County: More patients using Arizona Medical Center's South Campus

2014-06-02T00:00:00Z 2014-07-13T15:50:21Z County: More patients using Arizona Medical Center's South CampusBy Stephanie Innes Arizona Daily Star Arizona Daily Star

Patient and surgical volumes at the University of Arizona Medical Center’s South Campus have gone up more than 100 percent in the last eight years, according to a county memorandum.

The spike in volumes includes a 119 percent rise in adjusted patient days and a 233 percent increase in emergency room and urgent care visits between 2005 and 2013, county data shows. The hospital recently opened a new medical/surgical ward to allow for continued growth.

Surgical procedures at the south-side hospital have spiked 406 percent to the current volume of 3,350 per year, according to the May 13 memorandum to the Pima County Board of Supervisors from county administrator Chuck Huckelberry.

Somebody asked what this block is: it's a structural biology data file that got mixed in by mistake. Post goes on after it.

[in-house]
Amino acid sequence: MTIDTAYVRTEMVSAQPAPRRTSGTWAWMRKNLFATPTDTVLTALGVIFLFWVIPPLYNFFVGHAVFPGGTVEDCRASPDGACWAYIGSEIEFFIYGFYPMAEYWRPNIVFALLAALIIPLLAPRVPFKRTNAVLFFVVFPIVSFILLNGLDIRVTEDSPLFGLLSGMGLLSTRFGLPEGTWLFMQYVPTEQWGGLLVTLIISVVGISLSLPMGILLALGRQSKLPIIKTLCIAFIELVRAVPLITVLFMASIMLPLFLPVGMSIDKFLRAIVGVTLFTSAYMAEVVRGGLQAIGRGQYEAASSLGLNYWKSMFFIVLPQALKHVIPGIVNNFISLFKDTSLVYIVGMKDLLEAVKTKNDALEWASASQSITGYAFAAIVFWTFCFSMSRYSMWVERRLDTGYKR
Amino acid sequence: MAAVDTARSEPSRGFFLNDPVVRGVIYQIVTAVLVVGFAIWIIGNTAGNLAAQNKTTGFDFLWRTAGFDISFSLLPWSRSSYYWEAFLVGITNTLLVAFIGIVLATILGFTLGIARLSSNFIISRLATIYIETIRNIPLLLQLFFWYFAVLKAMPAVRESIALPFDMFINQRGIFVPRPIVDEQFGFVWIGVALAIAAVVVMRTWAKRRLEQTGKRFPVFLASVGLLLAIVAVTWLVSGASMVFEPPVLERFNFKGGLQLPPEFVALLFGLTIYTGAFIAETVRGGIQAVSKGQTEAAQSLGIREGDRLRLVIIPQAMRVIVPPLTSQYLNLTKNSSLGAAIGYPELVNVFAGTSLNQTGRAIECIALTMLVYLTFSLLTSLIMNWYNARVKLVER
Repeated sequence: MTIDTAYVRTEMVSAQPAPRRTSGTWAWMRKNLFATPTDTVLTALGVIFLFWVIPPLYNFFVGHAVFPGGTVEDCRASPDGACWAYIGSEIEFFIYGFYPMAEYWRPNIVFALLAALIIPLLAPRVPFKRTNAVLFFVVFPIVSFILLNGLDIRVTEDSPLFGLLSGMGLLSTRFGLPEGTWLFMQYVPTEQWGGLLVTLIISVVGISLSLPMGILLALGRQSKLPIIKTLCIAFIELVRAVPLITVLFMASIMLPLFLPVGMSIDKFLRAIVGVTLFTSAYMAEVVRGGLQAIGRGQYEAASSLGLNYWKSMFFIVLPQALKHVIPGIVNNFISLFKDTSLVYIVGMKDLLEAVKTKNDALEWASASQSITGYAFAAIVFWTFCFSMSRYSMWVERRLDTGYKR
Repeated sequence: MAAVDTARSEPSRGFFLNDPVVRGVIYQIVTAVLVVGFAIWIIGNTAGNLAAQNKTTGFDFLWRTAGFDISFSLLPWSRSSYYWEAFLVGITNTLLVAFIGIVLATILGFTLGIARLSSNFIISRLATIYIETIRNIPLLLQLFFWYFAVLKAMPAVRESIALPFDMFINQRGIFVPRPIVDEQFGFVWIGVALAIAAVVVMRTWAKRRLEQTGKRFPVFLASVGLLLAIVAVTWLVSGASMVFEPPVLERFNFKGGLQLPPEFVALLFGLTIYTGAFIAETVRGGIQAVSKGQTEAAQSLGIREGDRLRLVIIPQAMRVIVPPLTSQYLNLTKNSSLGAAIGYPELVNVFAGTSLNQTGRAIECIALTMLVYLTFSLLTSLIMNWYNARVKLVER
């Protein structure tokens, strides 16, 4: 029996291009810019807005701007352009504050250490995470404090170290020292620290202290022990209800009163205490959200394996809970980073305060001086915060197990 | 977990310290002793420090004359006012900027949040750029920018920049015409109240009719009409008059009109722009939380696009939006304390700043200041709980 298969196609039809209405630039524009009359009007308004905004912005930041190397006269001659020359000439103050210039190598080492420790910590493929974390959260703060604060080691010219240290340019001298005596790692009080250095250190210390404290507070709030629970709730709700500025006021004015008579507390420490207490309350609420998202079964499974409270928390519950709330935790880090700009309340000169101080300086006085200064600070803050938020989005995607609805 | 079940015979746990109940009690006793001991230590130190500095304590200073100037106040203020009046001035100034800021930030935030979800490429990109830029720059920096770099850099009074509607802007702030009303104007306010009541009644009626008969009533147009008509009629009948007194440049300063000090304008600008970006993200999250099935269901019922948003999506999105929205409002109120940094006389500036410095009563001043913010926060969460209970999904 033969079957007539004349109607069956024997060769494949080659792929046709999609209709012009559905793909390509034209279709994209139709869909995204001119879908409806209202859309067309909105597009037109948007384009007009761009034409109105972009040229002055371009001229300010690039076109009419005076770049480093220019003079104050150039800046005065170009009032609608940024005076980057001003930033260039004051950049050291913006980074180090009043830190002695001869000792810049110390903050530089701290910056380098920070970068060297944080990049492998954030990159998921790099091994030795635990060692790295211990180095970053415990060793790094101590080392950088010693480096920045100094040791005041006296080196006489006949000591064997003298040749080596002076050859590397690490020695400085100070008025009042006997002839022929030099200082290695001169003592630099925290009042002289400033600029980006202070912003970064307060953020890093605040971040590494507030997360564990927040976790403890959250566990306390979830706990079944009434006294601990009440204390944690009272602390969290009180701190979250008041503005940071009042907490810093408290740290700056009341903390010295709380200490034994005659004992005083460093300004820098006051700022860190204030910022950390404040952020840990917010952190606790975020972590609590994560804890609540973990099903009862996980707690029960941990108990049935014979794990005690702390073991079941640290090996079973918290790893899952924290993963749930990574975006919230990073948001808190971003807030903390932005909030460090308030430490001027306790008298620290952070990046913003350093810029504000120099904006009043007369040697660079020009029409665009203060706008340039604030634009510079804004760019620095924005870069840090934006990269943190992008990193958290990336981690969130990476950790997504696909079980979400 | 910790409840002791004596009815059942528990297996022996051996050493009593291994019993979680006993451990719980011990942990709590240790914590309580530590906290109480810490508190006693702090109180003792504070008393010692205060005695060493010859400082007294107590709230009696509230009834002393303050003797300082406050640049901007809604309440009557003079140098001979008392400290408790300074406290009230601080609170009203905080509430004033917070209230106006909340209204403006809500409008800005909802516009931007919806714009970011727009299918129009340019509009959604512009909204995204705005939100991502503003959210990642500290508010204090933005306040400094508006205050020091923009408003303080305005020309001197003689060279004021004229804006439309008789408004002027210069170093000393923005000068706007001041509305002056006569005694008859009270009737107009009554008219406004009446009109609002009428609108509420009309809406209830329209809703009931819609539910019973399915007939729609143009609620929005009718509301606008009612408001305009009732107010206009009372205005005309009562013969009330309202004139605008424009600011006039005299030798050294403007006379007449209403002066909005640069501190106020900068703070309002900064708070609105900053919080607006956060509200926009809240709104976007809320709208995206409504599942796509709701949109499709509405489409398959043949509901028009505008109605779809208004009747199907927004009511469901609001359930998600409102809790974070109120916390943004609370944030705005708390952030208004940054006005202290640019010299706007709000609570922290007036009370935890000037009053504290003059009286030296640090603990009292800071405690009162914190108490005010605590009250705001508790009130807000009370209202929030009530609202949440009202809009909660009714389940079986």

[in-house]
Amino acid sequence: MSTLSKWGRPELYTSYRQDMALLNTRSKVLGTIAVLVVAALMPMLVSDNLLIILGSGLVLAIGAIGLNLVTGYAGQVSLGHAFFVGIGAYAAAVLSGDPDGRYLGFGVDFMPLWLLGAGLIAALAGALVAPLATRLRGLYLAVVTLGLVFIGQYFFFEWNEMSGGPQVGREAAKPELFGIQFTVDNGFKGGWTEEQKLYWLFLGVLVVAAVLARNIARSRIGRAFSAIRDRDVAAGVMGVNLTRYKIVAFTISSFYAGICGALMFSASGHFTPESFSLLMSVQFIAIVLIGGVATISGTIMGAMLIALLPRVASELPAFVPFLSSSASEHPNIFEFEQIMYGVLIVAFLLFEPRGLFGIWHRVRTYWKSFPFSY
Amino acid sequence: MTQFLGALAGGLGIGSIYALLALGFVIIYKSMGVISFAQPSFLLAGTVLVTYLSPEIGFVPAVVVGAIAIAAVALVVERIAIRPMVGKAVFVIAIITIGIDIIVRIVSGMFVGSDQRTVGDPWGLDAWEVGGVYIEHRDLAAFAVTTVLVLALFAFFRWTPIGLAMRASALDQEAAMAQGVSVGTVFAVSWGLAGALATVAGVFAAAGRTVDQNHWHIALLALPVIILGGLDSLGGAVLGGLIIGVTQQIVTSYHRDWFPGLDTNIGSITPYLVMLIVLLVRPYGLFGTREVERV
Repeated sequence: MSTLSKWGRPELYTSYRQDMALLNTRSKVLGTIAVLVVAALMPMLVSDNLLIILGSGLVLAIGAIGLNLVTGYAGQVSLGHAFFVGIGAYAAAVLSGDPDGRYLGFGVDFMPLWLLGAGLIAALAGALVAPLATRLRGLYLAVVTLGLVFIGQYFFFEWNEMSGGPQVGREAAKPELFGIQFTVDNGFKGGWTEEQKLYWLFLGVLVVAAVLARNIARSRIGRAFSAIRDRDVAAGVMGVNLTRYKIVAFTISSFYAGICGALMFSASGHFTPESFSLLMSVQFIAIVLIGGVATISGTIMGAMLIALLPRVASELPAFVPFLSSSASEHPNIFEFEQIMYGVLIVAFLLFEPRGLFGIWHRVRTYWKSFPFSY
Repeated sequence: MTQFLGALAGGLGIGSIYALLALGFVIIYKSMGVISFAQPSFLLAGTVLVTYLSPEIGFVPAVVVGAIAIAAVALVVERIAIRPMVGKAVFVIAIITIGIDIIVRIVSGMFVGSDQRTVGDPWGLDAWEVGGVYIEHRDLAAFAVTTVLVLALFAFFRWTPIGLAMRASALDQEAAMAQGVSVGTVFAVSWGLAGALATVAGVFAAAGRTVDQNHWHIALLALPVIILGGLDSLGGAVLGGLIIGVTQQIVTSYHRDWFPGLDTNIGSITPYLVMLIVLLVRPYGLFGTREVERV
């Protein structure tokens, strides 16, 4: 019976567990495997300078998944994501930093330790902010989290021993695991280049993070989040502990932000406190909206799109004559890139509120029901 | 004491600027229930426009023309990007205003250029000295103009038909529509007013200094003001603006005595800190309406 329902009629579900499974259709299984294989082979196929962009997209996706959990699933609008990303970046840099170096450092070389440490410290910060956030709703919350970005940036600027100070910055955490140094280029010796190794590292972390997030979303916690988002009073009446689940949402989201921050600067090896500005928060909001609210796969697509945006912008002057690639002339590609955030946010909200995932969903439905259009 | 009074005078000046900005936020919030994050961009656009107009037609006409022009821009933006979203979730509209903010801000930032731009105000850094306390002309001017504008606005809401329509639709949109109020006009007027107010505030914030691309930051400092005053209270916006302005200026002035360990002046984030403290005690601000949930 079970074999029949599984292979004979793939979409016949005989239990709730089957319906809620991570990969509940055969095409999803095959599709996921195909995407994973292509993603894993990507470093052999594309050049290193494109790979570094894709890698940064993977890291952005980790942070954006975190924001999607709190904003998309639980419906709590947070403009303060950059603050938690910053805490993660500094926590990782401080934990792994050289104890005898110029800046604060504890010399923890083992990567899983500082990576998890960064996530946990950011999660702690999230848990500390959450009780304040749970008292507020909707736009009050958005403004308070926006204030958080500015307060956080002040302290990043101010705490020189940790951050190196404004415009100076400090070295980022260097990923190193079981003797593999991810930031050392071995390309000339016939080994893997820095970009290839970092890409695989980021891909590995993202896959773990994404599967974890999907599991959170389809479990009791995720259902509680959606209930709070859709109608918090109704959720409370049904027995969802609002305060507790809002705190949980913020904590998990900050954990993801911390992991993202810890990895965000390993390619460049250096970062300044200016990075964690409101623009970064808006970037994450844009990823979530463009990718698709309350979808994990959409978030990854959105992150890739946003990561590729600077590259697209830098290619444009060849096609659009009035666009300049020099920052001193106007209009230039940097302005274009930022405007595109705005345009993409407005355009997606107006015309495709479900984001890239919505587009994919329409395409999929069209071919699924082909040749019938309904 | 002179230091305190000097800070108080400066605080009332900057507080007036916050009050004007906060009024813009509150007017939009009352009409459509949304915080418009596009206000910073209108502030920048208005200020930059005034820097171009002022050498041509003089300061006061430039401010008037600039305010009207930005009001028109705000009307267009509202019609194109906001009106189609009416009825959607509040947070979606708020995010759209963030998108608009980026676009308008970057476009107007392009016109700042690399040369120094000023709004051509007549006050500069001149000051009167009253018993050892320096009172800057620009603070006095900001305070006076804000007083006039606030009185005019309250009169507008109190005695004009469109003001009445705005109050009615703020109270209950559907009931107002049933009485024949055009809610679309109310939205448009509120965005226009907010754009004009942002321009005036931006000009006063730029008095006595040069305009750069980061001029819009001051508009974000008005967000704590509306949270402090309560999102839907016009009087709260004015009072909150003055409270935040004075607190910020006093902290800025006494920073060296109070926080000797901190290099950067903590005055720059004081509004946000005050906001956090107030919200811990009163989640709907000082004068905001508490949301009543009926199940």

“Overall census figures are at their highest levels since the monitoring began in 2005,” he wrote. “Data for FY 2014 continues to document the increase in utilization and patient volume.”

The data indicates the hospital has transformed from primarily behavioral health care to a fully mixed patient care hospital.

The county has been a part of the hospital’s growth, having provided the hospital with about $190 million since 2005.

The Board of Supervisors recently agreed to provide $30.8 million more to the University of Arizona Medical Center’s South Campus over the next two years.

The agreement extends a previous funding partnership between the county and the hospital, which is located at 2800 E. Ajo Way.

The new agreement extends funding to $15 million per year over the next two years, plus $800,000 to fund capital improvements to the geriatric psychiatric section of the hospital.

In his memo, Huckelberry expressed that the partnership is beneficial because it has allowed the hospital to access federal dollars, including $126.2 million in Graduate Medical Education funds, and $11.6 million in “disproportionate share” funding to cover uninsured and underinsured patients.

At the same time, the county has been able to maintain its commitment to the health of its residents, Huckelberry wrote.

Copyright 2014 Arizona Daily Star. All rights reserved. This material may not be published, broadcast, rewritten or redistributed.

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